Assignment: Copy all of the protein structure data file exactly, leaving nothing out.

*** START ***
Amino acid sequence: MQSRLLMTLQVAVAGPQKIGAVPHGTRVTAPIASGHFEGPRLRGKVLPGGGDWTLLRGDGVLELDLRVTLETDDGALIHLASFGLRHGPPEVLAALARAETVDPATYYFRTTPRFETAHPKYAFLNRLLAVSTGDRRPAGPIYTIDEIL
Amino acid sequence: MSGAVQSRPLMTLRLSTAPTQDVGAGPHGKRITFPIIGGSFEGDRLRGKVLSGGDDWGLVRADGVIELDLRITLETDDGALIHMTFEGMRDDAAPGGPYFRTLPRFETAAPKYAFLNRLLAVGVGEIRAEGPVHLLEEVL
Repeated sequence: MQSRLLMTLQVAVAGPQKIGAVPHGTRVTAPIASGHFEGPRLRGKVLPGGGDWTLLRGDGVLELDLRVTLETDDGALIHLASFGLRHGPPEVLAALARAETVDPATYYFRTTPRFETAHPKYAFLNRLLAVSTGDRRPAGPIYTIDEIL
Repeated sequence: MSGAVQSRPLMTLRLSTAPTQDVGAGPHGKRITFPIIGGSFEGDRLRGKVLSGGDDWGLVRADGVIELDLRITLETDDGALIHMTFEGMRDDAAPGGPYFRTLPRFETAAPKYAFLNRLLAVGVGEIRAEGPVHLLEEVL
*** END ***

Amino acid sequence: MQSRLLMTLQVAVAGPQKIGAVPHGTRVTAPIASGHFEGPRLRGKVLPGGGDWTLLRGDGVLELDLRVTLETDDGALIHLASFGLRHGPPEVLAALARAETVDPATYYFRTTPRFETAHPKYAFLNRLLAVSTGDRRPAGPIYTIDEIL
Amino acid sequence: MSGAVQSRPLMTLRLSTAPTQDVGAGPHGKRITFPIIGGSFEGDRLRGKVLSGGDDWGLVRADGVIELDLRITLETDDGALIHMTFEGMRDDAAPGGPYFRTLPRFETAAPKYAFLNRLLAVGVGEIRAEGPVHLLEEVL
Repeated sequence: MQSRLLMTLQVAVAGPQKIGAVPHGTRVTAPIASGHFEGPRLRGKVLPGGGDWTLLRGDGVLELDLRVTLETDDGALIHLASFGLRHGPPEVLAALARAETVDPATYYFRTTPRFETAHPKYAFLNRLLAVSTGDRRPAGPIYTIDEIL
Repeated sequence: MSGAVQSRPLMTLRLSTAPTQDVGAGPHGKRITFPIIGGSFEGDRLRGKVLSGGDDWGLVRADGVIELDLRITLETDDGALIHMTFEGMRDDAAPGGPYFRTLPRFETAAPKYAFLNRLLAVGVGEIRAEGPVHLLEEVL